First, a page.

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Sunday, January 8, 2017

Nat Hentoff's long woozle-tracking expedition ends without ID'ing the footprints

Nat Hentoff- historian, jazz critic, novelist, columnist- died January 7, 2017, at the age of 91.

He died at home, surrounded by family, and listening to Billie Holliday, of old age.

Jazz was the golden thread running through Hentoff’s long life. He started an influential radio show on it in Boston in the 1940s; he joined Down Beat magazine in 1952 and was an associate editor for most of the decade.

His was an open, inquisitive mind: put off by Charlie Parker’s work- he thought it too dense, too much to absorb- he took friend’s advice to play Bird’s records slower, and parse out what was there. Hentoff changed his mind.

In 1958, Hentoff joined New York’s Village Voice as its jazz critic, a post he held, and enlivened the world from, for fifty years. He looked the part: a bearded, rumpled, hipster. And when The Voice laid him off- for getting increasingly obsessive about far-right politics and less about jazz, it was whispered- he seemed to at least partially confirm the point by moving his column to The Wall Street Journal, pecking columns out until nearly the end.

Hentoff was a 1950/60s libertarian, opposed to every form of government intervention in personal liberty. In those days, that meant support for Civil Rights, opposition to communist witch hunts, being anti-death penalty, and resisting religious fervors of all stripes. He called himself a life member of The Proud and Ancient Order of Stiff-Neck Atheist Jews.

He also wrote 25 nonfiction books, nine novels, and two memoirs. He had opinions on everything and kept a syndicated column going on the side to voice the non-jazz ones. The American Bar Association honored him for his work on law and criminal justice issues, just to name one of the closetsful of honors he acquired. He was a Guggenheim Fellow in 1972.

Over time, however, Hentoff’s willingness to press his absolutist libertarian views reached a point where their absolutism overwhelmed their consistency. In his 80s he became a senior fellow at the Koch Bros. think tank, the Cato Foundation, which opposes nearly very cause he championed.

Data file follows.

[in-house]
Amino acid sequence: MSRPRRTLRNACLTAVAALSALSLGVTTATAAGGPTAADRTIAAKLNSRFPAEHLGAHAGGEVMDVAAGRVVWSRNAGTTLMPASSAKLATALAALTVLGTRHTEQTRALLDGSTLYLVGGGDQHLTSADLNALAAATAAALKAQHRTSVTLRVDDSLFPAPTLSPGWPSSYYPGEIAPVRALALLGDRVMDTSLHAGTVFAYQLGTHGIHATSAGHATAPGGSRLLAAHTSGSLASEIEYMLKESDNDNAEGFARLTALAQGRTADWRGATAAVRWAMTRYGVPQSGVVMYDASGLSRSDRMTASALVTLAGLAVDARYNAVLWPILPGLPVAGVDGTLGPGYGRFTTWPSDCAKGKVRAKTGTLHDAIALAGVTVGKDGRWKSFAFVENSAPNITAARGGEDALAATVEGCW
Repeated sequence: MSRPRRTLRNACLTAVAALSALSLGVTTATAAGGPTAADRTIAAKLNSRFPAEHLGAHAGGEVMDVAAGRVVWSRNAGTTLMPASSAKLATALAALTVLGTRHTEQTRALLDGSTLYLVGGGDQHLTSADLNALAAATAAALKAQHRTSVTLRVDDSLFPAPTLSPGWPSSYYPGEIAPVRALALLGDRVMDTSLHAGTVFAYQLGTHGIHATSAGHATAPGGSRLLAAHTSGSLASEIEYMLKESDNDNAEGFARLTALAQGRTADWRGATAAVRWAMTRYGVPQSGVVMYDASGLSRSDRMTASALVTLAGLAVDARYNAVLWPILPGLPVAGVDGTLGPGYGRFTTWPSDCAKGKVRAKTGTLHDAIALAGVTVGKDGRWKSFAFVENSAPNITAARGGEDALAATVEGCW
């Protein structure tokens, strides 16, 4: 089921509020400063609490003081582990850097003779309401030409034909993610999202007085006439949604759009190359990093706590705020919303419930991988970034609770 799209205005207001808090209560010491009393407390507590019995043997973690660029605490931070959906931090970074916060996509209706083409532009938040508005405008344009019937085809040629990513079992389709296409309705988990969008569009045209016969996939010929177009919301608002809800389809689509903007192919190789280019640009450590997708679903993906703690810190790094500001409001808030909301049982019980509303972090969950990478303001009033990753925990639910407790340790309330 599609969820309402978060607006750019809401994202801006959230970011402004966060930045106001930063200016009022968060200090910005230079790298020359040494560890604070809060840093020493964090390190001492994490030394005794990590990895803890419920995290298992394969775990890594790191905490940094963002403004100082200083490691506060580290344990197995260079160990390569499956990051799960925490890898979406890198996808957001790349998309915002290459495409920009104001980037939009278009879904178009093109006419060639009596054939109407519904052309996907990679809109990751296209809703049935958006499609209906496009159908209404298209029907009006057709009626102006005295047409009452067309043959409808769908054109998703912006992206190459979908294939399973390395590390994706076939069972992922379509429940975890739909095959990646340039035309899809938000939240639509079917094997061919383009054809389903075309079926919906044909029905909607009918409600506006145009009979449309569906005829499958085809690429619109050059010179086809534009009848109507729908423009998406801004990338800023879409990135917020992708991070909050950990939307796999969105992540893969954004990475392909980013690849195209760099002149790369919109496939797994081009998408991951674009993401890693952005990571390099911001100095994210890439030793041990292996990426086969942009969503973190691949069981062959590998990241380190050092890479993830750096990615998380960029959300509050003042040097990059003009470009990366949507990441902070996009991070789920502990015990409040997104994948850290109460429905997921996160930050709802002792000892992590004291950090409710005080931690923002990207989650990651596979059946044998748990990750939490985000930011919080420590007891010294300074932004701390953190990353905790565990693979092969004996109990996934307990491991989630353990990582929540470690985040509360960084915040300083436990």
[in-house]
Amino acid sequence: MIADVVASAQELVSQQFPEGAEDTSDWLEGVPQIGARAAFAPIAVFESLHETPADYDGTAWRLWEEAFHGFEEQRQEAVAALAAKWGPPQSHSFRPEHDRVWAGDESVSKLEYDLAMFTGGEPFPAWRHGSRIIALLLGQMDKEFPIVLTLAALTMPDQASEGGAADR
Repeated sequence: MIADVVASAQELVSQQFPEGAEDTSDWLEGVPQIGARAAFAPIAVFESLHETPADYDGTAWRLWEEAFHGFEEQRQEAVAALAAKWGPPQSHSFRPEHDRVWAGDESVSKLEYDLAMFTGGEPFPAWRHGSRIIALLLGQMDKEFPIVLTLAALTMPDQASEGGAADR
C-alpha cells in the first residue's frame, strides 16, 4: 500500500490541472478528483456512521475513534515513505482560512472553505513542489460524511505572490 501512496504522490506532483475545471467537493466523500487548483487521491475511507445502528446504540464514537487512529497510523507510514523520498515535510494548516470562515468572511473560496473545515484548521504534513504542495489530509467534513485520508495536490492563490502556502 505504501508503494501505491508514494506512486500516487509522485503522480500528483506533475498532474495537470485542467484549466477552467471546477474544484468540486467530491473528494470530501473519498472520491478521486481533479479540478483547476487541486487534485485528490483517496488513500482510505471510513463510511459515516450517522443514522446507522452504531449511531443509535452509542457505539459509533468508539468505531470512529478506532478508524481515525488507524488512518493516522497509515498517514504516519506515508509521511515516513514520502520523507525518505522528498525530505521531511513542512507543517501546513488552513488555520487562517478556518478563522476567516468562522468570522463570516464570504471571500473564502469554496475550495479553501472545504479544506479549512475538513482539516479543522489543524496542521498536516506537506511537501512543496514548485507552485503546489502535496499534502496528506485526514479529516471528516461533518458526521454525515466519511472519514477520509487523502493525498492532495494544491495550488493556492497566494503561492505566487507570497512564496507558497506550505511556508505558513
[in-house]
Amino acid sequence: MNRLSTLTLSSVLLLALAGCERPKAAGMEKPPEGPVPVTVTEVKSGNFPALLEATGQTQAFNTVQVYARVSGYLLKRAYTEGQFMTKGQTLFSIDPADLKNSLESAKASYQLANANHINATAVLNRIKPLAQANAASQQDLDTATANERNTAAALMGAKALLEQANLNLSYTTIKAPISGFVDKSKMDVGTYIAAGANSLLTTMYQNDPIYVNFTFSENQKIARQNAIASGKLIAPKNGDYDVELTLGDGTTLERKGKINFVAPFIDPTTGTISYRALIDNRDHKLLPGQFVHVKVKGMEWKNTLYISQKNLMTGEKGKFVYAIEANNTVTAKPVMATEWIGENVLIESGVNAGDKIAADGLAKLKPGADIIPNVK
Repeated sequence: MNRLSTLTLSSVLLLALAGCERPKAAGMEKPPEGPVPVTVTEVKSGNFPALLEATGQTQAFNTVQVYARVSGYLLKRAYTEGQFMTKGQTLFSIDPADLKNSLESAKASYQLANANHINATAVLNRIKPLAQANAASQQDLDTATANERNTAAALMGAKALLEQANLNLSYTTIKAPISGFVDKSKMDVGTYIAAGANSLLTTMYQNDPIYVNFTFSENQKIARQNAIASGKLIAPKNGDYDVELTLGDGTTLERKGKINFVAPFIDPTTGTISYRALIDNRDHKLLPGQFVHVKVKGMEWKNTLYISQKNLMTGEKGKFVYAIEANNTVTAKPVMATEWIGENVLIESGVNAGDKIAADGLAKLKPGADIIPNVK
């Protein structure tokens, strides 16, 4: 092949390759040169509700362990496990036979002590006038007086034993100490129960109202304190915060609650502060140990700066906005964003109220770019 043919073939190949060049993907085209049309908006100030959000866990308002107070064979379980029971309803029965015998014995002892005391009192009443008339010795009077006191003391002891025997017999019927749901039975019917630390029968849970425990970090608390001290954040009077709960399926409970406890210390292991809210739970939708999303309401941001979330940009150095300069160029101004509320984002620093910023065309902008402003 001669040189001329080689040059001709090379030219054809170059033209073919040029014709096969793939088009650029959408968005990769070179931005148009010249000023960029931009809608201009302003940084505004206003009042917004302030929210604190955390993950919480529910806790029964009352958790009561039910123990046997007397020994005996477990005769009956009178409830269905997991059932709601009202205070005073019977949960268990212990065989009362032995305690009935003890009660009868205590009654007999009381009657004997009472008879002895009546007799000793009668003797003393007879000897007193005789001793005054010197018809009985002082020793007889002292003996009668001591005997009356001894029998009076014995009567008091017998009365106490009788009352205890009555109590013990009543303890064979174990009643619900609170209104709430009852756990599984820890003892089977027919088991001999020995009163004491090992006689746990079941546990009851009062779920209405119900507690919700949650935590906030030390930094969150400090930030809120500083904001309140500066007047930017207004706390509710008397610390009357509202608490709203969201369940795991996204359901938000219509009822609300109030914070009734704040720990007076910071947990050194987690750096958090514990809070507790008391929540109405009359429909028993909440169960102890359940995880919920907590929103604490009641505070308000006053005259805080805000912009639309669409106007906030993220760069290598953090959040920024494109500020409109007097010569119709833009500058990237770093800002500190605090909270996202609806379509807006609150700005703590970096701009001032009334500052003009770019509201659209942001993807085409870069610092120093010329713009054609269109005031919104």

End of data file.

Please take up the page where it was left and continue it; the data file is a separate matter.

Even Hentoff found that sojourn exotic. “My contact with [Cato] was strange,” he wrote. “They're ideologues, like Trotskyites. All questions must be seen and solved within the true faith of libertarianism, the idea of minimal government. And like Trotskyites, the guys from Cato can talk you to death.”

He picked up a column on the far-right website WorldNetDaily. He became violently anti-abortion and his scorn for LGBT rights seemed to know no bounds. He embraced the view now championed by evangelicals, that maximizing freedom made it perfectly reasonable to harness the power of the state to protect them from their view that those they dislike are using government to oppress them rather than allow them their discriminatory urges.

He endorsed Rand Paul for president, apparently cool with the senator’s famous claim that the correct calibration of American civil rights would be that blacks and whites can sit next to each other, as a matter of law, on a bus that takes them to a diner that will let the white patron in and reject the black for his color.

It was as if his quest for freedom had been pursued so far, it rounded on him in the end. But, because he defined his worldview, it all made perfect sense. “I would bet there is no place in the United States where the First Amendment would survive intact," he wrote. And by the end of his long life, he had made himself a useful idiot for the proof of his claim.

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